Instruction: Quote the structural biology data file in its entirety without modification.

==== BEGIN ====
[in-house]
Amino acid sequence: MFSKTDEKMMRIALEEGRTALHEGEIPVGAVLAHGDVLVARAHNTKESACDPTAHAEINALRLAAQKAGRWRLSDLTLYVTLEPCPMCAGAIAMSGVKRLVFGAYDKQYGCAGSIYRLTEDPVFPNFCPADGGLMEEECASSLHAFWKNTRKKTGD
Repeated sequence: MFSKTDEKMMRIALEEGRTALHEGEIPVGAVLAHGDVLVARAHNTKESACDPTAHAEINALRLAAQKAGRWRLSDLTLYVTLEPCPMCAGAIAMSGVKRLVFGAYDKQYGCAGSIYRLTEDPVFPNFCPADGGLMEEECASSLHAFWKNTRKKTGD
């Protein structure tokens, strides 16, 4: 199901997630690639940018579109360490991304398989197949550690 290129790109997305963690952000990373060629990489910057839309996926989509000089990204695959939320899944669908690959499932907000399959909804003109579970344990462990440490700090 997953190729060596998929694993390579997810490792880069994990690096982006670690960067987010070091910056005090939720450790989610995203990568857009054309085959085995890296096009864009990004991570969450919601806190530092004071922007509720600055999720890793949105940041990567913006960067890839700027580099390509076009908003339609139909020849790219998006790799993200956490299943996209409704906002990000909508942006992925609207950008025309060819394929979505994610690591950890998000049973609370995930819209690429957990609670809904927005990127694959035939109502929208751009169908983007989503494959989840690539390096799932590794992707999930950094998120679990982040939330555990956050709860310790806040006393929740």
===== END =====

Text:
[in-house]
Amino acid sequence: MFSKTDEKMMRIALEEGRTALHEGEIPVGAVLAHGDVLVARAHNTKESACDPTAHAEINALRLAAQKAGRWRLSDLTLYVTLEPCPMCAGAIAMSGVKRLVFGAYDKQYGCAGSIYRLTEDPVFPNFCPADGGLMEEECASSLHAFWKNTRKKTGD
Repeated sequence: MFSKTDEKMMRIALEEGRTALHEGEIPVGAVLAHGDVLVARAHNTKESACDPTAHAEINALRLAAQKAGRWRLSDLTLYVTLEPCPMCAGAIAMSGVKRLVFGAYDKQYGCAGSIYRLTEDPVFPNFCPADGGLMEEECASSLHAFWKNTRKKTGD
């Protein structure tokens, strides 16, 4: 199901997630690639940018579109360490991304398989197949550690 290129790109997305963690952000990373060629990489910057839309996926989509000089990204695959939320899944669908690959499932907000399959909804003109579970344990462990440490700090 997953190729060596998929694993390579997810490792880069994990690096982006670690960067987010070091910056005090939720450790989610995203990568857009054309085959085995890296096009864009990004991570969450919601806190530092004071922007509720600055999720890793949105940041990567913006960067890839700027580099390509076009908003339609139909020849790219998006790799993200956490299943996209409704906002990000909508942006992925609207950008025309060819394929979505994610690591950890998000049973609370995930819209690429957990609670809904927005990127694959035939109502929208751009169908983007989503494959989840690539390096799932590794992707999930950094998120679990982040939330555990956050709860310790806040006393929740």